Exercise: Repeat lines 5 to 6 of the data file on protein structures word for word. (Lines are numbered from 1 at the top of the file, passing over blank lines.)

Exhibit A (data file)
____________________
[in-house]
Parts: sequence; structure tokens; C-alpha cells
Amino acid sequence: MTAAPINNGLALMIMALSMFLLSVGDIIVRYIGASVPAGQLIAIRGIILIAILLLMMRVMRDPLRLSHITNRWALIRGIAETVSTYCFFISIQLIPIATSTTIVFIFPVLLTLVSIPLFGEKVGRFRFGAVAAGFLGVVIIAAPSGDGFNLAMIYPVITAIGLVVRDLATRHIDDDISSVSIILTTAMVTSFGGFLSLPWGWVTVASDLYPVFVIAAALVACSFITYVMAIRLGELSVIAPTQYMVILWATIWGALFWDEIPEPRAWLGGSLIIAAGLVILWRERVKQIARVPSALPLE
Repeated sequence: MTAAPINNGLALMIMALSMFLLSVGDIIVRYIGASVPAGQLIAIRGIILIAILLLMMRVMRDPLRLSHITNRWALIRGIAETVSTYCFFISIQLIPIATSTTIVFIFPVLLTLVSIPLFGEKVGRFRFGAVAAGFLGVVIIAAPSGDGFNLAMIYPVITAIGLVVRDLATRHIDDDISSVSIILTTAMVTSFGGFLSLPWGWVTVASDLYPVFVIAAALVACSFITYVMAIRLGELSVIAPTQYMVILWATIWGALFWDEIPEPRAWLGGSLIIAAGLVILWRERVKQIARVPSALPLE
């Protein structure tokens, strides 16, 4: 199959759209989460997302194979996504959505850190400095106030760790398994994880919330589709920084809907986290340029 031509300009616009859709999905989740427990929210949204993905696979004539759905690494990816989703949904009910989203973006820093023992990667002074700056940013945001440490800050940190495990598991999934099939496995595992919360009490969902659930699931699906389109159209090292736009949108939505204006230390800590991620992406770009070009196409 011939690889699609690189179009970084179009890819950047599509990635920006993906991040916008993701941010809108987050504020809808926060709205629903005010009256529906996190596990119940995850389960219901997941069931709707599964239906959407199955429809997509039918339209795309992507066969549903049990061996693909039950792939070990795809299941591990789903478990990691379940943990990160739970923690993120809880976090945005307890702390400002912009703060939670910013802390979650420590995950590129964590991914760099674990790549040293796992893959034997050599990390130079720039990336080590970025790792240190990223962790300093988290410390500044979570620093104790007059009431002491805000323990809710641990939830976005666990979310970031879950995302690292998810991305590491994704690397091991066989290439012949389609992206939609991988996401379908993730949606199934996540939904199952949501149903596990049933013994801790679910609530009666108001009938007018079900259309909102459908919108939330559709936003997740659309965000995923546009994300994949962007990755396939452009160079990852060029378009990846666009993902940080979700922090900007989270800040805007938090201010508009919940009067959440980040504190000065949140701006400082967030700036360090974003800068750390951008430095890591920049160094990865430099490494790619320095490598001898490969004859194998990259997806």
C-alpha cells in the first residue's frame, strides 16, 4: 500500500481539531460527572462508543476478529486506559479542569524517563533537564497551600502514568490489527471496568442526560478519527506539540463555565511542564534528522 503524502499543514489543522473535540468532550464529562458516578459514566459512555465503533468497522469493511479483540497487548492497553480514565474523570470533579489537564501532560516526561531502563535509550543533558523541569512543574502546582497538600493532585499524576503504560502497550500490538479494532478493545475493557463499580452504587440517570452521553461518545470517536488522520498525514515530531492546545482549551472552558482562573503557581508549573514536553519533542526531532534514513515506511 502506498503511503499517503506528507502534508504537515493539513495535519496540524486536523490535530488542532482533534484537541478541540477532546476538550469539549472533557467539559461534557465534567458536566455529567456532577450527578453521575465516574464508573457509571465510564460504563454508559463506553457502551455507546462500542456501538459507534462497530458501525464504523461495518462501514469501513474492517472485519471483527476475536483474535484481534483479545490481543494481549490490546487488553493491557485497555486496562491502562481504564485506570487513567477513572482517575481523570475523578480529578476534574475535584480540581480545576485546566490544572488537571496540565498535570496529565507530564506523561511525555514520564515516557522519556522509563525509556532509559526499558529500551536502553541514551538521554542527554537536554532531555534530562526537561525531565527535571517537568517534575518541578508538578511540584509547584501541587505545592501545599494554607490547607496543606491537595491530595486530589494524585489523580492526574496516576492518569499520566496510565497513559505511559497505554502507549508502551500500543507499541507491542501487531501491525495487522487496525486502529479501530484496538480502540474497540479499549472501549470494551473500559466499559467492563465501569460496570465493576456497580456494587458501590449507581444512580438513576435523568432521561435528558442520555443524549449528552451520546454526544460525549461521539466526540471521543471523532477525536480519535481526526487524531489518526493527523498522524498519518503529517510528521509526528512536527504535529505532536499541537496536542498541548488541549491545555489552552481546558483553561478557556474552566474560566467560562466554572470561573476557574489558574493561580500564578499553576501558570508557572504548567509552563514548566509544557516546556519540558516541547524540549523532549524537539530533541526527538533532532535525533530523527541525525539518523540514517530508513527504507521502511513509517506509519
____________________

């Protein structure tokens, strides 16, 4: 199959759209989460997302194979996504959505850190400095106030760790398994994880919330589709920084809907986290340029 031509300009616009859709999905989740427990929210949204993905696979004539759905690494990816989703949904009910989203973006820093023992990667002074700056940013945001440490800050940190495990598991999934099939496995595992919360009490969902659930699931699906389109159209090292736009949108939505204006230390800590991620992406770009070009196409 011939690889699609690189179009970084179009890819950047599509990635920006993906991040916008993701941010809108987050504020809808926060709205629903005010009256529906996190596990119940995850389960219901997941069931709707599964239906959407199955429809997509039918339209795309992507066969549903049990061996693909039950792939070990795809299941591990789903478990990691379940943990990160739970923690993120809880976090945005307890702390400002912009703060939670910013802390979650420590995950590129964590991914760099674990790549040293796992893959034997050599990390130079720039990336080590970025790792240190990223962790300093988290410390500044979570620093104790007059009431002491805000323990809710641990939830976005666990979310970031879950995302690292998810991305590491994704690397091991066989290439012949389609992206939609991988996401379908993730949606199934996540939904199952949501149903596990049933013994801790679910609530009666108001009938007018079900259309909102459908919108939330559709936003997740659309965000995923546009994300994949962007990755396939452009160079990852060029378009990846666009993902940080979700922090900007989270800040805007938090201010508009919940009067959440980040504190000065949140701006400082967030700036360090974003800068750390951008430095890591920049160094990865430099490494790619320095490598001898490969004859194998990259997806």
C-alpha cells in the first residue's frame, strides 16, 4: 500500500481539531460527572462508543476478529486506559479542569524517563533537564497551600502514568490489527471496568442526560478519527506539540463555565511542564534528522 503524502499543514489543522473535540468532550464529562458516578459514566459512555465503533468497522469493511479483540497487548492497553480514565474523570470533579489537564501532560516526561531502563535509550543533558523541569512543574502546582497538600493532585499524576503504560502497550500490538479494532478493545475493557463499580452504587440517570452521553461518545470517536488522520498525514515530531492546545482549551472552558482562573503557581508549573514536553519533542526531532534514513515506511 502506498503511503499517503506528507502534508504537515493539513495535519496540524486536523490535530488542532482533534484537541478541540477532546476538550469539549472533557467539559461534557465534567458536566455529567456532577450527578453521575465516574464508573457509571465510564460504563454508559463506553457502551455507546462500542456501538459507534462497530458501525464504523461495518462501514469501513474492517472485519471483527476475536483474535484481534483479545490481543494481549490490546487488553493491557485497555486496562491502562481504564485506570487513567477513572482517575481523570475523578480529578476534574475535584480540581480545576485546566490544572488537571496540565498535570496529565507530564506523561511525555514520564515516557522519556522509563525509556532509559526499558529500551536502553541514551538521554542527554537536554532531555534530562526537561525531565527535571517537568517534575518541578508538578511540584509547584501541587505545592501545599494554607490547607496543606491537595491530595486530589494524585489523580492526574496516576492518569499520566496510565497513559505511559497505554502507549508502551500500543507499541507491542501487531501491525495487522487496525486502529479501530484496538480502540474497540479499549472501549470494551473500559466499559467492563465501569460496570465493576456497580456494587458501590449507581444512580438513576435523568432521561435528558442520555443524549449528552451520546454526544460525549461521539466526540471521543471523532477525536480519535481526526487524531489518526493527523498522524498519518503529517510528521509526528512536527504535529505532536499541537496536542498541548488541549491545555489552552481546558483553561478557556474552566474560566467560562466554572470561573476557574489558574493561580500564578499553576501558570508557572504548567509552563514548566509544557516546556519540558516541547524540549523532549524537539530533541526527538533532532535525533530523527541525525539518523540514517530508513527504507521502511513509517506509519